The Osteoporosis Coalition of North Carolina was established in 1996 to promote education and support for prevention, diagnosis, and treatment of osteoporosis; to reduce its prevalence, severity, and economic consequences; and to advocate for public and private support to achieve these goals. In 1997, the State legislature created the Osteoporosis Task Force to assess surveillance, create awareness, and develop a State plan.
Train-the-Trainer Program: The Bone Health/Body Health (BH/BH) Initiative seeks to teach community leaders how to train others about bone health. More specifically, goals for the program include:
- Identify and train community leaders, both volunteer and professional, in techniques for communicating information about osteoporosis prevention, diagnosis, and treatment;
- Train community leaders in how to motivate and teach others the same skills; and
- Provide all training materials and educational support necessary for the community leaders to conduct their efforts effectively.
The BH/BH project targeted health professionals, administrators, and other community leaders in seven counties. The curriculum emphasized workshops on osteoporosis and health communication, with participants completing assignments between workshops. In addition, participants received a training manual, “Carrying Bone Health/Body Health to Your Community” (NCDPH 2001), “Making Health Communication Programs Work” (NCI 1989), a National Cancer Institute document, and a collection of excerpts drawn from the 2000 edition of TST Associates’ “Media Relations and Promotion Training Handbook” (TST 2002).
The BH/BH program was conducted as a partnership with the North Carolina Division of Public Health, Osteoporosis Program, and the Regional Area Agency on Aging, Health Promotion and Disease Prevention Program. In addition, multiple community groups and individuals provided training, educational resources, and local venues for educating the communities.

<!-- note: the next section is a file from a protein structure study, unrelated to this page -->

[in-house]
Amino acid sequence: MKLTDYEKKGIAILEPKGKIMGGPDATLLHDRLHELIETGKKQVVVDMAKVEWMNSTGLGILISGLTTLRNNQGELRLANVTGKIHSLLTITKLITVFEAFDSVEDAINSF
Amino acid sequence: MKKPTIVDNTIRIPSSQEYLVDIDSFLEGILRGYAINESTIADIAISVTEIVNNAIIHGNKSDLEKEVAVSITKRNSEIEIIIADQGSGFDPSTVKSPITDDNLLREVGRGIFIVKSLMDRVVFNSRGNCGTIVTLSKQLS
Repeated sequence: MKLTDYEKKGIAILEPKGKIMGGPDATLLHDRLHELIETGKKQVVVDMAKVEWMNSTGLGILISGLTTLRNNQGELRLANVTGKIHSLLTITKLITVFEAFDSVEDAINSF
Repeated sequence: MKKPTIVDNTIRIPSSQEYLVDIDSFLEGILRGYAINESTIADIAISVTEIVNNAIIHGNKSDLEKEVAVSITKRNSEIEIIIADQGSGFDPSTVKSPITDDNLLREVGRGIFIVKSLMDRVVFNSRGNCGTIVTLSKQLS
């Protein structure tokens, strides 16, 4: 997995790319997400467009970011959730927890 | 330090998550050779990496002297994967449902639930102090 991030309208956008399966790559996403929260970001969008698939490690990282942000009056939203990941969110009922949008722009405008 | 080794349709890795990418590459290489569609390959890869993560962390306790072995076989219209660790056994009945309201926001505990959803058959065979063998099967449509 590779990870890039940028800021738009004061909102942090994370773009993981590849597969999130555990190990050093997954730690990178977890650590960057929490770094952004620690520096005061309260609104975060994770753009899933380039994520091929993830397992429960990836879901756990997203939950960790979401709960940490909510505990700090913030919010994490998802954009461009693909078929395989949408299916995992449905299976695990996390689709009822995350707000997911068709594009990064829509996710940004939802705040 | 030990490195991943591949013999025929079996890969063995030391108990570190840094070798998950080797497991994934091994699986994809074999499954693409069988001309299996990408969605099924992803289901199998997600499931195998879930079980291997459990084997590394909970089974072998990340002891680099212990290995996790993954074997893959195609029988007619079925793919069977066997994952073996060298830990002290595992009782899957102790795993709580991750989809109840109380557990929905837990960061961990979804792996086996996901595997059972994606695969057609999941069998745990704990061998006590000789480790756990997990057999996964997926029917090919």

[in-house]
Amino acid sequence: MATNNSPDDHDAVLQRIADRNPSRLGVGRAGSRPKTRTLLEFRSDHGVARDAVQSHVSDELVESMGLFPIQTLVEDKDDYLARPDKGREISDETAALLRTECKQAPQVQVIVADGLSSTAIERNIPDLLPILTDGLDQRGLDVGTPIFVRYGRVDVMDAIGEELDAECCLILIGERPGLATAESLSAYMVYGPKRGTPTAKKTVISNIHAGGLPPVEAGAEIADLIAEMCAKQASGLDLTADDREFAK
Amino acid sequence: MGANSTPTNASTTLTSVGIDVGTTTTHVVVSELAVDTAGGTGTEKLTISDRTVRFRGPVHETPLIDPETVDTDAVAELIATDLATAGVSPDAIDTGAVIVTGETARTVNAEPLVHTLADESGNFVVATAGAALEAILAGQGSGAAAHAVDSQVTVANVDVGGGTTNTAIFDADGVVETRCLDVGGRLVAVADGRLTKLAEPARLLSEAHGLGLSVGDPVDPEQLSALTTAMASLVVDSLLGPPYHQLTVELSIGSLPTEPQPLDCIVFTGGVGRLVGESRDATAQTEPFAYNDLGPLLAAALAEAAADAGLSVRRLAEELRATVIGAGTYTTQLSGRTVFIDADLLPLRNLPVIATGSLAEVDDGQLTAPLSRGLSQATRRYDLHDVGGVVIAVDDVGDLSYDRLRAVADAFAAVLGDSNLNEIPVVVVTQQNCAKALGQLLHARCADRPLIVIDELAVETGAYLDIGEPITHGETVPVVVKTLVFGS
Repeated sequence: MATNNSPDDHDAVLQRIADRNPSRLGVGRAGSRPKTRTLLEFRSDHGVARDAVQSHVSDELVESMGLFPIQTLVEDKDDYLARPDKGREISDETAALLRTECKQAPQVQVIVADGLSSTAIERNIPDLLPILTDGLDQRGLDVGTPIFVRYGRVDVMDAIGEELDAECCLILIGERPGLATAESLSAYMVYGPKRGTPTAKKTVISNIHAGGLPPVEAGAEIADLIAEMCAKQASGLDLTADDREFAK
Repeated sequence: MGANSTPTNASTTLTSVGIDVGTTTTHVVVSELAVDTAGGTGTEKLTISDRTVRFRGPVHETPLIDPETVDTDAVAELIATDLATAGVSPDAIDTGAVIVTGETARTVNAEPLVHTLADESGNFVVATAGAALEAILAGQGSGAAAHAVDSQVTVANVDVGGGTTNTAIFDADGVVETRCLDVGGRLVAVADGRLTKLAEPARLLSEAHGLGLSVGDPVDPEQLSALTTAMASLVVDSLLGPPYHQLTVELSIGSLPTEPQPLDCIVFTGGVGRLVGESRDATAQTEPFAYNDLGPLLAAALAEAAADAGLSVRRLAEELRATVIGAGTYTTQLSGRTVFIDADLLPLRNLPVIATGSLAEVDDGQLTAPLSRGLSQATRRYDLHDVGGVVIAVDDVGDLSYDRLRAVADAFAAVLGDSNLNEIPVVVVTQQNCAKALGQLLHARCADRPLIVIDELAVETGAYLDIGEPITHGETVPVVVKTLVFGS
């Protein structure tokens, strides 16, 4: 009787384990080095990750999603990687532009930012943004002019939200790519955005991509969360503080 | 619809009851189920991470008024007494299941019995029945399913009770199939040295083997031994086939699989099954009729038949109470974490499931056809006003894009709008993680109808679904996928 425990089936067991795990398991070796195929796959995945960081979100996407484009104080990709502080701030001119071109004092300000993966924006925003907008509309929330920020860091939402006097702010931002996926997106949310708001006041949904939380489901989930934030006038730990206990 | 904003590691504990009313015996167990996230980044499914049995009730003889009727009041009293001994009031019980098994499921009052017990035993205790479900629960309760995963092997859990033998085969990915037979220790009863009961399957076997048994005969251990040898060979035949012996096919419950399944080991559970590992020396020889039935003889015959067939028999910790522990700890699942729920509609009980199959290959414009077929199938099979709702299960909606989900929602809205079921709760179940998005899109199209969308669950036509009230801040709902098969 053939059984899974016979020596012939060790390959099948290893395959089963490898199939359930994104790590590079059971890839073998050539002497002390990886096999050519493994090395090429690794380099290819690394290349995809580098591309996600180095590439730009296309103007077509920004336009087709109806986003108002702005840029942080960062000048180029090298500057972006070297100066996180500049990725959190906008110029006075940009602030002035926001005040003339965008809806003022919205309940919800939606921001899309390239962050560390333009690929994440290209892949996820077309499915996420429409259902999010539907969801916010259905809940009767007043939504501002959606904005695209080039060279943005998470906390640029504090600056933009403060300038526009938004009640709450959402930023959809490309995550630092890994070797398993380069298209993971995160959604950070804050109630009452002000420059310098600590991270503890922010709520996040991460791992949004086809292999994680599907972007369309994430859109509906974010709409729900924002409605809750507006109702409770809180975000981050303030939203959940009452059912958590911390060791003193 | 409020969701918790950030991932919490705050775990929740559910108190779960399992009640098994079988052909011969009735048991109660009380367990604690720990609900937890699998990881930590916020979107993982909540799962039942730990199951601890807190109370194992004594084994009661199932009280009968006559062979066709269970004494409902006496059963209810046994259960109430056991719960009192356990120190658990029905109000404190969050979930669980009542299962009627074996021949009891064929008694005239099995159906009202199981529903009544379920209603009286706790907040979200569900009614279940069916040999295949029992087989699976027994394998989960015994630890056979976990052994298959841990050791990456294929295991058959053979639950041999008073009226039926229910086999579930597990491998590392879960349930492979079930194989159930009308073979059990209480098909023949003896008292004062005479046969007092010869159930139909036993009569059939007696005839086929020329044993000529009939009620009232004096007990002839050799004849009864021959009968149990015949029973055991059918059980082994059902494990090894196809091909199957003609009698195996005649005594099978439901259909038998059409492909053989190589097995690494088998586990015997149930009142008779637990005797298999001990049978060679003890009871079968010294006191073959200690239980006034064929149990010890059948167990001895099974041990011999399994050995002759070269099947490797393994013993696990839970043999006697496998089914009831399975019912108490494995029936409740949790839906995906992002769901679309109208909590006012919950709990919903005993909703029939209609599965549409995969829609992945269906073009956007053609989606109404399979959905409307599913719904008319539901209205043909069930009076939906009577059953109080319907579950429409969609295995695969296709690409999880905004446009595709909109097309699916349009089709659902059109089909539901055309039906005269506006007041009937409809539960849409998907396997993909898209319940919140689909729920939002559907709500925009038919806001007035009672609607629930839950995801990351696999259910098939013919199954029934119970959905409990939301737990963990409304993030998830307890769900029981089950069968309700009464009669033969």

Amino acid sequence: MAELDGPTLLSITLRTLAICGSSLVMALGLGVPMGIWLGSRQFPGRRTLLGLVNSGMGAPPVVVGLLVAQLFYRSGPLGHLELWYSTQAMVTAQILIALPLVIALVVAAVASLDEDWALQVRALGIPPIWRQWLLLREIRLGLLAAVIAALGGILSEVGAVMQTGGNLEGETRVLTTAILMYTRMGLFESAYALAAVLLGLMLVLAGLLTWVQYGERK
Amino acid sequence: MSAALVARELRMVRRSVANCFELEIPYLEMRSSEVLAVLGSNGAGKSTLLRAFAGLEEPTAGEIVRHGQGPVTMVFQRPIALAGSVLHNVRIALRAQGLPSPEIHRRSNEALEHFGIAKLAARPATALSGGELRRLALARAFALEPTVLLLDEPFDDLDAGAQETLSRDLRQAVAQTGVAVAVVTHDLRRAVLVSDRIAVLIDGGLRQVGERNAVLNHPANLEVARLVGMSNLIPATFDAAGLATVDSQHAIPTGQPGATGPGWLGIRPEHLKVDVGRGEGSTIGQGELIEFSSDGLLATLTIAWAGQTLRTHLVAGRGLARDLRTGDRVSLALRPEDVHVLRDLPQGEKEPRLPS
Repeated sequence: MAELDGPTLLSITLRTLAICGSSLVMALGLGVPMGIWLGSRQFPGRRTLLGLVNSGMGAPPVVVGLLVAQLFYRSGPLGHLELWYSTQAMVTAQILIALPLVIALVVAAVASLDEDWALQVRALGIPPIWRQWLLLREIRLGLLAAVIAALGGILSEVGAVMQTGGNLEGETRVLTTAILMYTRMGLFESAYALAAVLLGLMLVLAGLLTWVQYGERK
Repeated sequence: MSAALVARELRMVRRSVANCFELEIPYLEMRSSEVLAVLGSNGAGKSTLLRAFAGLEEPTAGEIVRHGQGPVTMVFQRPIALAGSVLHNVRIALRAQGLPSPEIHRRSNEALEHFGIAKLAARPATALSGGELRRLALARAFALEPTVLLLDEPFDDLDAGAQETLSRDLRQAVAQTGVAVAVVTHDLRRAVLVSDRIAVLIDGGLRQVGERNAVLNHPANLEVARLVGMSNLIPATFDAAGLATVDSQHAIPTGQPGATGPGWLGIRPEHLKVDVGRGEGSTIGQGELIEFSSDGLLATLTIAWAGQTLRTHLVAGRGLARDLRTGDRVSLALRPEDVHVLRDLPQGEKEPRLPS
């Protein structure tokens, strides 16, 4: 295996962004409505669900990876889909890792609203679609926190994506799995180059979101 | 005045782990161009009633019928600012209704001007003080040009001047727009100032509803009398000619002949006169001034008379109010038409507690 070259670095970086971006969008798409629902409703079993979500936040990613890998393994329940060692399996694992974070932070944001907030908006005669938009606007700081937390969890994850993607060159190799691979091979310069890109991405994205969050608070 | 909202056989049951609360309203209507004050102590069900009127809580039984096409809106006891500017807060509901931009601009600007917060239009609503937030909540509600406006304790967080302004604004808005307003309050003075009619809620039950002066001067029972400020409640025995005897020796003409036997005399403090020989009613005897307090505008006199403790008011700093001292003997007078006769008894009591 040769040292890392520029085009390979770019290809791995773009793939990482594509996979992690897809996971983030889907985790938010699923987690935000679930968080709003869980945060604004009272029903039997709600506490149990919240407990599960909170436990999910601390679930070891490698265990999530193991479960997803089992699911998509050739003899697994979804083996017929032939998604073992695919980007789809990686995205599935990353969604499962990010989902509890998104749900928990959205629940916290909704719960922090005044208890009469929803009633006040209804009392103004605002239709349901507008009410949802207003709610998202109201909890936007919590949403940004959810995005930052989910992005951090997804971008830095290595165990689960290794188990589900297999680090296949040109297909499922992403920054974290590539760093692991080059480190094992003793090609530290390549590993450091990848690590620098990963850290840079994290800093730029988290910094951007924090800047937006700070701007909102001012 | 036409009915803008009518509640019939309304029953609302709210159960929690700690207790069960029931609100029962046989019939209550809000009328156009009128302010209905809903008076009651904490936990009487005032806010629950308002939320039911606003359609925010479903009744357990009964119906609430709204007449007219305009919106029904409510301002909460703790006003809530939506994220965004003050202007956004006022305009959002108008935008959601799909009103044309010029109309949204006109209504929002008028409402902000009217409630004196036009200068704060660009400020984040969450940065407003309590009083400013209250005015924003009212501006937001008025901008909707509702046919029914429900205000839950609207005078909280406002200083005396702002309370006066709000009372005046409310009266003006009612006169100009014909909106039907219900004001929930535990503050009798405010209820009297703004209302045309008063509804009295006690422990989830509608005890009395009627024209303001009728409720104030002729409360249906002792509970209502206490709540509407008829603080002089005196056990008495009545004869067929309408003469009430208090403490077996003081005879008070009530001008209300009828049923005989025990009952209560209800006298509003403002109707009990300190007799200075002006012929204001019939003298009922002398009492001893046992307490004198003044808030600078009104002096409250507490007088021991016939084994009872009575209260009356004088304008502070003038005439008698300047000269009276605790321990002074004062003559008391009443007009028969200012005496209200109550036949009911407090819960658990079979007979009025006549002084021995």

Support Group Program: Public health staff developed a support group curriculum and a support group leader’s handbook in 1997 (Condelli 2000). This effort led to the establishment of support groups in a wide variety of geographical settings by a diverse group of leaders.
During 2000–2001, there were 17 active osteoporosis support groups throughout the State, with groups holding meetings every 2 or 3 months. Groups are most active in urban areas, as limited State funding has largely prevented the establishment of groups in more rural areas. Topics for the meetings have included fall prevention, stress management, long-term care, diet, emergency preparedness, exercise, and self-esteem. Group leaders receive up-to-date information through the NOF’s quarterly publication, “The Osteoporosis Report” (NOF 2002). In each session, participants are encouraged to share their thoughts and experiences in coping with the effects of osteoporosis. In addition, pharmacists, exercise physiologists, physicians, nurses, nutritionists, wellness coordinators, physical therapists, and others give informational presentations and answer questions from participants.